7. Choose carefully between points and rate: Ask your lender when picking a mortgage; you usually have the option of paying additional points — a portion of the interest that you pay at closing — in exchange for a lower interest rate. If you stay in the house for a long time — say three to five years or more — it’s usually a better deal to take the points. The lower interest rate will save you more in the long run. There is a difference between points and lender origination points.
  8. Before house hunting make a wish list: Create a list of what you are looking for in a home. Prioritize the list to what a necessary and what is a bonus. Most likely you will never find a home that matches your list perfectly, but you can determine easier if the home fits your needs when the emotions kick in.
  9. Do your homework before bidding: Your opening bid or offer should be based on the sales trend of similar home sales in the neighborhood. Your Realtor can supply a list of homes recently sold in your area that are comparables and help you determine a good starting offer point based on the condition of the home you wish to make an offer on.
  10. Hire a home inspector: After the offer is accepted a licensed home inspection should be strongly consider to evaluate the condition of your new home. The lender will not usually require home inspections so it it up to you to make this decision. Regardless of age or visual condition a home inspection is important. You should Interview several “local” home inspectors. The inspector should be licensed, experienced, and a member in good standing of NAHI,( National Association of Home Inspectors)and be a unbiased source. If you suspect a conflict of interest do not select that home inspector. His or her job will be to point out potential problems that could require costly repairs down the road. It is also an excellent time to get to know your new home better and understand how to maintain in after the closing.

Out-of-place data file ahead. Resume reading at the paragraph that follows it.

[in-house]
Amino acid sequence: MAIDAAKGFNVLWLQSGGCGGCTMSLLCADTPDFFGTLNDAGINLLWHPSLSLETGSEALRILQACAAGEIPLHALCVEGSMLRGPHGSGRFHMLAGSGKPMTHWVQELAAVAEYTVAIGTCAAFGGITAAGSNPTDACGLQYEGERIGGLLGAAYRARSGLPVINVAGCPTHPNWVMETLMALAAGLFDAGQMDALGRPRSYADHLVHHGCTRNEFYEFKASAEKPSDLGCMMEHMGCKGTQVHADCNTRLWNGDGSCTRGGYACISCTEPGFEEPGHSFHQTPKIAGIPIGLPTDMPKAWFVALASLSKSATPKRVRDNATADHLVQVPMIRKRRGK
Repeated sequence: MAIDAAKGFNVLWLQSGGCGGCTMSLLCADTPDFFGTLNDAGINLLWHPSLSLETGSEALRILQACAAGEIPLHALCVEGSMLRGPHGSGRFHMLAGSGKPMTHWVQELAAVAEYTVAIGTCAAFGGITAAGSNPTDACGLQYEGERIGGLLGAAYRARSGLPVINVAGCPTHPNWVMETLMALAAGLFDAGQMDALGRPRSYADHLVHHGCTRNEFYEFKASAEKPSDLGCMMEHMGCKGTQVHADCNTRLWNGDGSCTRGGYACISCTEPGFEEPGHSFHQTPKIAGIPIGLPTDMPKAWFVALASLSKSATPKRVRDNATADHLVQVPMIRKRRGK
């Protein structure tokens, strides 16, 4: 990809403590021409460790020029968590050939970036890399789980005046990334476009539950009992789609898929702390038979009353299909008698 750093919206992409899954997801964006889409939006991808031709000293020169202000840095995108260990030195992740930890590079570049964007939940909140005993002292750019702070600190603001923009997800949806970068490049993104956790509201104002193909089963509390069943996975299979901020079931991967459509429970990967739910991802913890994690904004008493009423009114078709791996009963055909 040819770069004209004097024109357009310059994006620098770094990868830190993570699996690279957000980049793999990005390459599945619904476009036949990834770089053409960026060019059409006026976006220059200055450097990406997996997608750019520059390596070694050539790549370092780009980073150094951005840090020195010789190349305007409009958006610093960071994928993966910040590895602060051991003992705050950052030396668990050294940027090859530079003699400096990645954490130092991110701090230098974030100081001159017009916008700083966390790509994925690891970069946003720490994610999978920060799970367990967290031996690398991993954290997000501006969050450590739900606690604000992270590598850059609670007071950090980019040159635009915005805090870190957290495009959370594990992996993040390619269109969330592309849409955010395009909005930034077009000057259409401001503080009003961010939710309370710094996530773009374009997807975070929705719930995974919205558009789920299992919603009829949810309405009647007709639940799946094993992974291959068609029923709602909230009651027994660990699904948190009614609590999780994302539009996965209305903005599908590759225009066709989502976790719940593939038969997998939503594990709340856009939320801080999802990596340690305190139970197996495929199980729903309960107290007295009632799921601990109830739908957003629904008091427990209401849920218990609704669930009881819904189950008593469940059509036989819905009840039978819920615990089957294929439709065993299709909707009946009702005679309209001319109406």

Home buying is a big investment “Buy Wise”

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Tips on Reading an Inspection Report

When interviewing a home inspector, ask the inspector what type of report format he or she provides. There are many styles of reports used by property inspectors, including the checklist, computer generated using inspection programs, and the narrative style.